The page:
& opinion


Anyone up before nine o'clock on Wednesday the 29th January will have seen the first of many snowstorms that would mark the day. Unless they had any extremely pressing business to take care of in the Preston Circus area, however, they will not have seen the firefighters dismantle their picket line. I myself was quite glad to have avoided the worst of the weather too, by paying the strikers a visit the night before.

The eight-day strike last year received intense media coverage. Recently, however, with news of an increasing possibility of war, the firefighters' strike has been neglected by the British press. My explanation that had not come to do an overtly political article was well met by those gathered around the obligatory brazier. As found out later, the fact that I was attempting to write with a local angle in mind stood in my favor. The strikers have become wary of earlier portrayals of their actions, and feel that the press had it in for them at first. This explained why the fireman I interviewed wanted to stay anonymous.

The decision to strike seems to have been made unanimously at the station. 'We're all union members, we all had a vote, and we voted to go out and strike.' It was similarly supported by the rest of the county stations, including Hove, Eastbourne and Hastings. The picket line is manned according to the firefighters’ normal weekly rota. Due to coincidence, Red Watch covered both nights (6pm until 9am) of the 48-hour strike. They are not alone, however, and are continually talking to various members of the public and firefighters who have come in off-shift.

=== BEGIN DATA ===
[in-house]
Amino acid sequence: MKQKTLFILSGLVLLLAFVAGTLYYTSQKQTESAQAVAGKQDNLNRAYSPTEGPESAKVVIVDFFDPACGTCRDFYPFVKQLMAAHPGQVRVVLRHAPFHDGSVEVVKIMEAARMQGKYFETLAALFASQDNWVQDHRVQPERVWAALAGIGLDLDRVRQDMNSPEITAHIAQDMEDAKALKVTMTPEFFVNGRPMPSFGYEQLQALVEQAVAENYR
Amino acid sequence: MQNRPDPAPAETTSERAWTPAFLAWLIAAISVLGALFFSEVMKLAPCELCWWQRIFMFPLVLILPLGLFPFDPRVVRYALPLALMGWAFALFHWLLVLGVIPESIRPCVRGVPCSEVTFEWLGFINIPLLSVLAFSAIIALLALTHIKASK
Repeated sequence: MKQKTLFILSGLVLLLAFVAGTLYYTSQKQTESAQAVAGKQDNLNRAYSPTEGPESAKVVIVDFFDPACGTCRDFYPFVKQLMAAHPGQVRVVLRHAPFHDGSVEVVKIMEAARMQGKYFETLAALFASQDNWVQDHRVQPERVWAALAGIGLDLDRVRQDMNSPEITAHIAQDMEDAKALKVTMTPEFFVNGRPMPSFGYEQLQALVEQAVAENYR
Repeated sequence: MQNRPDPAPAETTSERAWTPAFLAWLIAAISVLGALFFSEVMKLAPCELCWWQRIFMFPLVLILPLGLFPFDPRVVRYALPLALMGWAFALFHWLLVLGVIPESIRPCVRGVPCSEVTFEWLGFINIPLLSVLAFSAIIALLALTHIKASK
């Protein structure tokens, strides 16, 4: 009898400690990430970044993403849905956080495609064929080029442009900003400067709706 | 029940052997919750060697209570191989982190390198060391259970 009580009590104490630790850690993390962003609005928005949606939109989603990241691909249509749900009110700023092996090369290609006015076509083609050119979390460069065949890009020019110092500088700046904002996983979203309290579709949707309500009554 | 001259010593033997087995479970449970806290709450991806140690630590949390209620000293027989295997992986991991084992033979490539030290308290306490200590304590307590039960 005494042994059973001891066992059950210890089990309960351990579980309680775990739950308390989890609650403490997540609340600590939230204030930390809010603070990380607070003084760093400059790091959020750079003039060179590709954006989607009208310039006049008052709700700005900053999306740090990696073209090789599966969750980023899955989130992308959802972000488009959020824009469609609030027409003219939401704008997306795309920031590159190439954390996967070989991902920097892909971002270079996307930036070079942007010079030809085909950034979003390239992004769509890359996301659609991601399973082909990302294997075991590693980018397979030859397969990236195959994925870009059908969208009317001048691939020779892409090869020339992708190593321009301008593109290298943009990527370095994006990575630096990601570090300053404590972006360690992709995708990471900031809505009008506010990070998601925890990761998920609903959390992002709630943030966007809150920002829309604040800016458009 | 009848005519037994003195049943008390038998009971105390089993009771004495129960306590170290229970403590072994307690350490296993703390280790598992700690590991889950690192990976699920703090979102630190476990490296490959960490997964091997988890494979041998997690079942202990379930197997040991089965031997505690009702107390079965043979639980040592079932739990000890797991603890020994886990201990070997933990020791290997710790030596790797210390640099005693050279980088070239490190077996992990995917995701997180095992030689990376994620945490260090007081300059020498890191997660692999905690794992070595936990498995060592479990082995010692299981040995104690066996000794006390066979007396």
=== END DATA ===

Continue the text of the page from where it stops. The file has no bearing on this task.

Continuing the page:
To avoid the incessant noise of people honking in support interrupting my recording, I was led inside. 'Inside' proved to be the fire escape. During the strike, the employees aren't allowed in the station, but are granted a small, basic area which is used to make tea and store food. There was also a small sofa and a television on which no one was watching David Attenborough talk about monkeys. We sat down by a window, where I was brought a welcome cup of tea. All the while David gently mumbled to himself in the background, regularly drowned out by the muffled sounds of passersby.

Red Watch passes most of its time on the picket line with card games, chatting about the strike and trying to keep warm. The firewood has been left by members of the public. Timber yards have left their telephone numbers, and bring in more fuel for the fire whenever it is needed. Apparently there is enough firewood to last them a year.

The fact that press attention has waned because of the war is understandable. My source felt that it was important to make clear, however, that the firefighters’ dispute was initiated early summer last year. Thus any blame the firefighters are given for taxing the military at this time is received with frustration. The firefighters feel that their opinion is being subtly undermined in this way. The fact that the government is able to get its point across more strongly than the FBU has created the impression that the media is increasingly buckling under New Labour spin.

The use of the word 'modernisation' was suggested as evidence for this. The seven years my source has been employed at the station have witnessed huge steps in modernisation. The equipment we've got is so much more sophisticated now. We are modernising. The government wants to carry out job cuts, potential station closures, and the changing of shifts. They should call it restructuring. It's going to be catastrophic for the entire British Fire Service.'